Monday, September 6, 2010
16 – The Privilege of Being an Attorney - The Privileged Path and Sacrifice: Faith, Family and Football
16 – The Privilege of Being an Attorney - The Privileged Path and Sacrifice:
Faith, Family and Football
Years ago, I had the privilege of sitting in a small room with a limited number of people and listen to Tom Landry speak. For those who do not know who Tom Landry is, he is the late, legendary football coach of the Dallas Cowboys. I’m not sure this was the title of his talk, but he spoke of his priorities in life. He described them as “Faith, Family and Football.”
Coach Landry later died of cancer, but listening to him impacted me greatly. I knew these things, of course, but this “living legend” spoke with courage and conviction, but yet with grace and humility. He was soft-spoken, kind and friendly. Good characteristics for anyone.
Well, I’m not necessarily endorsing “Faith, Family and Football,” but what I took Coach Landry to be saying was that the priorities of life are most important. To this football coach, Tom Landry rated faith first, then family and finally his occupation and life-long pursuit, last. Do you find that interesting? I certainly understood it, but to see someone like Tom Landry advocate it was really something.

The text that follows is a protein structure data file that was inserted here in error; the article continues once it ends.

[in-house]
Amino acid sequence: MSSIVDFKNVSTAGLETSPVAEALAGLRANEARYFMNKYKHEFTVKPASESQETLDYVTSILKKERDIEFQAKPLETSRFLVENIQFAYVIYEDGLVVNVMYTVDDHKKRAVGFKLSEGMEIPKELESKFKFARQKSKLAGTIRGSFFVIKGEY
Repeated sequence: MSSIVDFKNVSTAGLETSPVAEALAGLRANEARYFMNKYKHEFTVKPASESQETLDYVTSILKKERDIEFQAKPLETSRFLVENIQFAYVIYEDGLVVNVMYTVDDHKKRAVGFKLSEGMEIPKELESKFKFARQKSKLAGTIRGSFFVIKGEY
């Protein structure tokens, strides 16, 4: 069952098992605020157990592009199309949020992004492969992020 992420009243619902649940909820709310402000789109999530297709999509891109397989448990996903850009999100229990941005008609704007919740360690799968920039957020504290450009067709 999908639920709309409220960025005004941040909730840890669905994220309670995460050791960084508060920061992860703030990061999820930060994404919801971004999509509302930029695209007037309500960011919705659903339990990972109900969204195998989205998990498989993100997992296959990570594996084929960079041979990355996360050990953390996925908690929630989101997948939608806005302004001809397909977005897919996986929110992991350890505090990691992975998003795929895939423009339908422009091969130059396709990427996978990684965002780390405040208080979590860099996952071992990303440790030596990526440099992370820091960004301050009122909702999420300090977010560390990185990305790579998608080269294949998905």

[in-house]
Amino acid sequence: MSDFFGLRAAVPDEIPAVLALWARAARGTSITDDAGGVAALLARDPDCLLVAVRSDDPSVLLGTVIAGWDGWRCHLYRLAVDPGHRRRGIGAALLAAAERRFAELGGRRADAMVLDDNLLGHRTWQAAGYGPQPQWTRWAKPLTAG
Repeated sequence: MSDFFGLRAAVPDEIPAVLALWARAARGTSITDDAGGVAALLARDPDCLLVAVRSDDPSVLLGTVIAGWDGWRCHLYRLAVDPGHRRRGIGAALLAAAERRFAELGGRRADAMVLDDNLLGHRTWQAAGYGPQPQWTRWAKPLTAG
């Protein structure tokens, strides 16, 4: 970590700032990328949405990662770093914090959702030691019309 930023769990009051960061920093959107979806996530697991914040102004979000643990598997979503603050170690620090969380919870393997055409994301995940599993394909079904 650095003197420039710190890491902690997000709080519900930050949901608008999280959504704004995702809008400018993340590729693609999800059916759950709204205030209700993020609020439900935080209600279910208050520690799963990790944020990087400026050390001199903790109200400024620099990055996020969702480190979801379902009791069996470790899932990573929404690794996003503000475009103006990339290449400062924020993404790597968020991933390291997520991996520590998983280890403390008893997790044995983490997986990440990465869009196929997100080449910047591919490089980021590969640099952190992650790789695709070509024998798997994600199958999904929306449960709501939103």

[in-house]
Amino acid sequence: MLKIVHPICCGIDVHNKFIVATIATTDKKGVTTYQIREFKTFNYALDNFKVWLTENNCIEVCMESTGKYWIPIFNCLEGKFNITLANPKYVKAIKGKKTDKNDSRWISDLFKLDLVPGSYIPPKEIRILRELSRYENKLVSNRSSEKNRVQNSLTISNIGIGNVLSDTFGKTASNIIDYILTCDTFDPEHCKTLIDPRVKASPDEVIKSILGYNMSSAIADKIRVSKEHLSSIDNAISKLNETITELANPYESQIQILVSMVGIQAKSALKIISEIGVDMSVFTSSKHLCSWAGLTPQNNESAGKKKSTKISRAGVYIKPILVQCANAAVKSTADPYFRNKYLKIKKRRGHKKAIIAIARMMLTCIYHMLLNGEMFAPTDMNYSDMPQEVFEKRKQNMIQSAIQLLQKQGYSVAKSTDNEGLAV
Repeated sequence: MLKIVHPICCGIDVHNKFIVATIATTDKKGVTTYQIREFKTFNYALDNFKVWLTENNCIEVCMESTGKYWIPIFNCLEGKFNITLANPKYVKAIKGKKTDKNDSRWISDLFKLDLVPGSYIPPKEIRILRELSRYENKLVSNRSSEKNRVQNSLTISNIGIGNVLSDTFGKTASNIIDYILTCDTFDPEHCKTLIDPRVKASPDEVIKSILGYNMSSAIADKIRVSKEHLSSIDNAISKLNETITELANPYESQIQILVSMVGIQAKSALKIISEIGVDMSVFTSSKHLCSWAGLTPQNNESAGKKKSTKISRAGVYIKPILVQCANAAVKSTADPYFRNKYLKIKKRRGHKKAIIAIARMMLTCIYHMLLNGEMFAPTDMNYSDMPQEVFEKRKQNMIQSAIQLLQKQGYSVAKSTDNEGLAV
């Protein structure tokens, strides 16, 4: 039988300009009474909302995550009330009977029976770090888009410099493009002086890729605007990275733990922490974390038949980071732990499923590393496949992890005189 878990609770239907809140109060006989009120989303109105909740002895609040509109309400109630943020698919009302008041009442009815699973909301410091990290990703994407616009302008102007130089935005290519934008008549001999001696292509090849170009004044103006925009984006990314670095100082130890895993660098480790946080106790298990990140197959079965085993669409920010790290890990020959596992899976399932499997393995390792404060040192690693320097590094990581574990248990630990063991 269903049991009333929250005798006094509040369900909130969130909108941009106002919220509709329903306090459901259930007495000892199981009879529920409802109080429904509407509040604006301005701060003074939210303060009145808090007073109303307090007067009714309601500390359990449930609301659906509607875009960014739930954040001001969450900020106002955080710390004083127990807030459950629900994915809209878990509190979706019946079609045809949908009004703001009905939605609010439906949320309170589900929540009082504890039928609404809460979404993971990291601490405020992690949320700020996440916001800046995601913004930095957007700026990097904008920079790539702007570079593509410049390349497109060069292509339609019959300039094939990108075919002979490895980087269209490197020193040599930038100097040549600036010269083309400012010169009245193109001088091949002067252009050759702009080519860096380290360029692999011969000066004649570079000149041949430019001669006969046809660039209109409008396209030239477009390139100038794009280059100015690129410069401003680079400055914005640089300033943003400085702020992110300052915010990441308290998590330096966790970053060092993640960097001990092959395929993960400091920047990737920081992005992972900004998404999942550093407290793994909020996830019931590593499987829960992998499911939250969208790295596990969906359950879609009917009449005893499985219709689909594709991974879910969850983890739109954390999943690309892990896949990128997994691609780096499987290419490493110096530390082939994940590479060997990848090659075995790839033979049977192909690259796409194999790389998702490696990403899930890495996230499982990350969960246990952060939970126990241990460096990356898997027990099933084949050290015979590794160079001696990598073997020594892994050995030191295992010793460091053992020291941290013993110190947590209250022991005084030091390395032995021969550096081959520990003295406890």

The pursuit of a legal career is demanding – emotionally demanding, time demanding, character-demanding. It starts in law school and virtually never ends. It will take its toll on one’s faith, family, health, friendships – pretty much everything. So what do you do about it? First and foremost, develop your priorities and visit that list often. Do you need more time to study? Work? This is YOUR career choice, so YOU should make the sacrifice. Don’t require that of others. Don’t steal from those things on the top of the list. Decide now how you will handle it. Put up signs all around you to look at – and remember. YOU can put up with a bit less sleep. You can take time from your hobby rather than from time with your spouse and children.
Law school lasts for three or four years. Life continues after that.
Think it through. Make good choices.
Professor Doug Holden
© 2010. Douglas S. Holden. All rights Reserved.